I suppose everyone’s fairly cynical about Holocaust films at this point. The most literary-minded people will cite Theodor Adorno’s famous quote that poetry after Auschwitz is an act of barbarism. Other’s will cite Kate Winslet’s famous observation in Extras that Holocaust movies all have Oscars coming out their asses. What’s kind of frustrating about The Reader is that it is such an intelligent and fresh take on the Holocaust told with a filmic style that screams Oscar-bait.
The film follows Michael Berg (played by David Kross), a teenager who finds himself having a passionate affair with an older woman called Hanna Schmitz. She disappears from his life and when she reappears, Michael is a law student attending a war crimes trial and Hanna is being tried for her role in the deaths of 300 Jewish women. This is a film that tackles difficult questions of morality and guilt. Quite predictably, people are up in arms about this, accusing the film of making Nazis sympathetic. This is not particularly accurate. The film certainly condemns Hanna for the decisions she has made but it also confronts the audience with the uncomfortable truth that Hanna is a human being who loves and feels. This is the flipside of the banality of evil. It may be easy to demonise those complicit in the murder of Jews. But a man who loves a guilty woman has to face much more complex emotions, as does a generation of young Germans who live in the shadow of their country’s history.
The Reader plays some neat tricks with the audience. There is a Rocky-ish montage in the film that really pulls you in to root for Hanna only to be followed up with a scene that completely deflates the goodwill earned from the audience. A visit to a Holocaust survivor late in the film completely subverts your expectations then dances around the edges of political correctness while being utterly compelling. Make no mistake, this is a smart film. It’s also a Holocaust film that is honestly about the Holocaust unlike say Life is Beautiful, a film that appropriated Holocaust imagery for some bullshit fairytale about how art saved the Jews from the Nazis or whatever.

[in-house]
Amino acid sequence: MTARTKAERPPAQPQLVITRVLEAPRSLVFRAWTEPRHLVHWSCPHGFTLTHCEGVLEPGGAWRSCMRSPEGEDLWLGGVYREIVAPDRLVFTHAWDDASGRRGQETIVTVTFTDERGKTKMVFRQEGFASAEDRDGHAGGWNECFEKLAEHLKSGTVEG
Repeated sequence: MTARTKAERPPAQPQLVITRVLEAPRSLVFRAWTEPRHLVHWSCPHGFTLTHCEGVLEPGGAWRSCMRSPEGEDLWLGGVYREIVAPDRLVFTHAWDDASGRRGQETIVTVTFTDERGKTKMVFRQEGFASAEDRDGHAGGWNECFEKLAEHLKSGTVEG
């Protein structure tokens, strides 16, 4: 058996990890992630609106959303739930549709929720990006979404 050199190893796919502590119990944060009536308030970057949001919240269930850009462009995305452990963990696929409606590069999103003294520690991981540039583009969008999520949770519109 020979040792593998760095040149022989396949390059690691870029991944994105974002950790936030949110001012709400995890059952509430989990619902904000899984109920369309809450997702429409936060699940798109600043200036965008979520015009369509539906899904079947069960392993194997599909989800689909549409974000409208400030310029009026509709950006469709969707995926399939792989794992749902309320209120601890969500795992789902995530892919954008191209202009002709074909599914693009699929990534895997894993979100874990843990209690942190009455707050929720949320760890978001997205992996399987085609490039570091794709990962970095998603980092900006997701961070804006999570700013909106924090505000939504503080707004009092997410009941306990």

So what makes The Reader so Oscar-baitey?
- The soundtrack: The orchestral score for The Reader is particularly offensive in its monotony and its need to convince you that you are seeing a Serious Movie, often drowning out the nuances in the screenplay and the actor’s performances.
- The tone: The Reader is directed with a sombre mood for most of its running time even though there was space to explore other colours: There is implicit humour in the fact that Michael is just a horny teenager at the start of the film and the rowdy antics of Michael’s uni mates are toned down so as not to detract from the Serious Oscar Contender vibe.
- Ralph Fiennes: Ralph Fiennes is good in the role of Michael as a middle-aged man but being such a big star is distracting when his role is so small. I feel that having Ralph Fiennes playing Old Michael may have influenced some bad editing decisions. In a film that juggles so many different time periods, the end result is rather inelegant and I feel that it’s the Ralph Fiennes scenes which should have been first on the cutting floor.
- Kate Winslet’s makeup: Kate Winslet is amazing in her role as Hanna but her makeup as an old woman is fairly unconvincing. I spent some of the later scenes thinking more about the quality of the makeup than the story and it was so distracting that the filmmakers should have really just cast Helen Mirren.
- German accents.
Still it’s strange to criticise a good movie for overselling its quality. The Reader is like a beautiful woman who wears too much makeup. At least it’s not a Nicole Richie.
SEE THIS FILM WITH:
The Lives of Others (Florian Henckel von Donnersmarck, 2006)
German guilt double feature!